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Resolving Common Conflicts of Blended Families
Joining two families is a major undertaking in any subsequent marriage. Use these common-scenario solutions to help squash your biggest worries.


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Blending two families doesn't have to be battle, especially with the proper knowledge.


When two parents of a previous marriage decide to join together as husband and wife, not only do they bring their children into the household, they also bring a lot of emotional baggage as well.

When I began researching the concept of family happiness, over 25 percent of the people who responded had come from homes where two families were joined together. These families shared a lot of joy in these households, and the majority felt they were, in fact, happy.

But there was also a lot of strain too—especially the homes in which the re-marriages were relatively new. It can be hard to adjust to all the changes that happen in a step-home, but it can be done and everyone can come up a winner.

Here are some of the common problems that happy stepfamilies have battled along the way, and some of the solutions that keep the peace.

The Problem: Hurt and angry feelings.
Usually when a stepfamily is formed, there’s another broken relationship left behind. It’s difficult for children to sort out allegiances in these situations. Strong emotional attachments to stepparents or stepsiblings don’t happen overnight, nor should they. Often, a stepparent will be blamed for the divorce of a biological parent or the disruption of a cohesive single-parent family by the introduction of a "needy" adult and "pesky" children.

The Solution: Allow time for adjustment. Give the children a listening ear, and don’t tell them how they "should" feel. Validate their feelings—tell them you understand that it must be difficult to be in a situation where adults are making a lot of choices that affect them.

The Problem: Differences in discipline styles between stepparents.
Even natural parents differ in how to care for children; if you think about it, that’s probably one of the reasons that the two parents ended up splitting in the first place. So don’t be surprised if two adults who remarry have two different takes on child rearing. A main problem in the blended family is that the lines of authority are not so clear—can and should the stepparent assume the same role as the parent when it comes to limit-setting and punishments? Kids have a sixth-sense about this issue, and can get adults battling it out in no time!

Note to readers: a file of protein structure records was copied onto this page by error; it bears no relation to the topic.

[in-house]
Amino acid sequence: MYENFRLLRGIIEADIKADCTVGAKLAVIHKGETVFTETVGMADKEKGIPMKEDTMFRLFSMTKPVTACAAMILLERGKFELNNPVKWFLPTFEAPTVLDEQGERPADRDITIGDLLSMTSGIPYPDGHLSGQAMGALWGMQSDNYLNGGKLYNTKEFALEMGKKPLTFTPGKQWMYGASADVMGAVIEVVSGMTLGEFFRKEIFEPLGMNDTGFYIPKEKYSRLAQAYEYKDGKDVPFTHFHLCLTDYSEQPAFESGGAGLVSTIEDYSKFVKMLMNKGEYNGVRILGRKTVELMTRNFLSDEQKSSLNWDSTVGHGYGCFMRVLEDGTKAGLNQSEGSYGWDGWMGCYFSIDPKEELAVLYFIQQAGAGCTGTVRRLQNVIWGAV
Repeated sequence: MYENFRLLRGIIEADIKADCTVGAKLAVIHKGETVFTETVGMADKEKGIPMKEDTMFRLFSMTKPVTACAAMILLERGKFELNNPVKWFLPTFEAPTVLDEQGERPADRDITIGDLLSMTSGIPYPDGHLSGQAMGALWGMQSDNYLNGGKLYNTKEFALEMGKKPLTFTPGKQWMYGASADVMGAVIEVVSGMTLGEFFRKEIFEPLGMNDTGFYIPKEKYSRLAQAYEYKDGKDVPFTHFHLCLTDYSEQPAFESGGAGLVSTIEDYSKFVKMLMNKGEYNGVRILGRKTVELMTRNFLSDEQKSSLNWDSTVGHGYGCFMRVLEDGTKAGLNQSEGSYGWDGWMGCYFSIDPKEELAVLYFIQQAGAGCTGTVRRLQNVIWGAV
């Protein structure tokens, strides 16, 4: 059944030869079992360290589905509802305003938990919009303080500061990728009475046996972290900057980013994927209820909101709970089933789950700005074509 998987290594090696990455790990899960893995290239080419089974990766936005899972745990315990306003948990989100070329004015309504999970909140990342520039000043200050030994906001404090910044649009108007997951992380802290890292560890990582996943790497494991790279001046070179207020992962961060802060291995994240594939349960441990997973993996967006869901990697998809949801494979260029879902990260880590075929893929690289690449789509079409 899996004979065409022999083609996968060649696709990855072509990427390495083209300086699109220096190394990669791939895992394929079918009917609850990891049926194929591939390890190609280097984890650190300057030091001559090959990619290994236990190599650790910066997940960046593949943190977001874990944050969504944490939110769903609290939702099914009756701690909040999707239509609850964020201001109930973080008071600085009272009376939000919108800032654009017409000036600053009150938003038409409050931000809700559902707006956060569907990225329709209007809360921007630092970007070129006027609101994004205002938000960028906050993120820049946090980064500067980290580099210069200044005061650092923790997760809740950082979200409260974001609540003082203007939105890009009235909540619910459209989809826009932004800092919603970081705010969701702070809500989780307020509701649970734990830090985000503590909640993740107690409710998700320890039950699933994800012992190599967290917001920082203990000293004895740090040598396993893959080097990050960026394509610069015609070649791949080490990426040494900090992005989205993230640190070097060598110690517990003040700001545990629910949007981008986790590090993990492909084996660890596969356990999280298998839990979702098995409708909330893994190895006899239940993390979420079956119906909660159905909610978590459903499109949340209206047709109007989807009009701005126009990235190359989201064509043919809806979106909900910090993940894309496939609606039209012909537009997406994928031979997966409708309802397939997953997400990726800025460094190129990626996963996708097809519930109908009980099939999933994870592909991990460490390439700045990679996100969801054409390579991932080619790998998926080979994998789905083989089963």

The Solution: Remember the adage that all adults (teachers, coaches, ministers) must be treated with respect. There’s no excuse for dismissing the concerns of an adult who cares for you, biological parent or not! Adults should establish clear expectations about what’s allowed, and prohibited, in the household. They may need to do that negotiating in private. Next, sit with your new family and set some guidelines—in writing, if need be—about the rules and the lines of command in the household. Kids have to know that you and your new spouse present a unified front.

The Problem: The "outside" parent is causing problems.
It can be very disruptive to a family when the parent who is not living in the new home appears to interfere with the formation of a new stepfamily. One family I treat is raising two stepsister, each six-years-old. The bio-father of the daughter takes her out to movies, amusement parks or to have special treats and leaves the stepsister behind crying her eyes out. That causes a lot of pain in the family.

The Solution: You can’t control the behavior of others, particularly after you split with them. Moreover, when possible, children should be able to spend abundant time with their parents. It’s important to never put your child’s other parent down, and also foster a close relationship between the two. If you can resist judging your ex-partner harshly, there will be more room for negotiation over time. As long as the bio-parent of your child is providing sufficient safety, you have to accept that he or she doesn’t follow the same rules you do in your home. And, like it or not, the other members of your home must accept it too!

Growing together as a stepfamily requires time, patience and good skills at juggling everybody’s needs. It’s not always easy (in fact, it rarely is), but putting effort into forming a new family unit pays dividends over the rest of your life, and the life of your children.

Scott Haltzman, MD is a clinical assistant professor at Brown University Department of Psychiatry and Human Behavior. Dr. Haltzman is also the author of "The Secrets of Happy Families: Eight keys to building a lifetime of connection and contentment," "The Secrets of Happily Married Men: Eight Ways to Win Your Wife's Heart Forever," and "The Secrets of Happily Married Women: How to get more out of your relationship by doing less." You can get more information at his website, www.drscott.com.


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Over 1 million couples turn to Hitched for expert marital advice every year. Sign up now for our newsletter & get exclusive weekly content that will entertain, educate and inspire your marriage.



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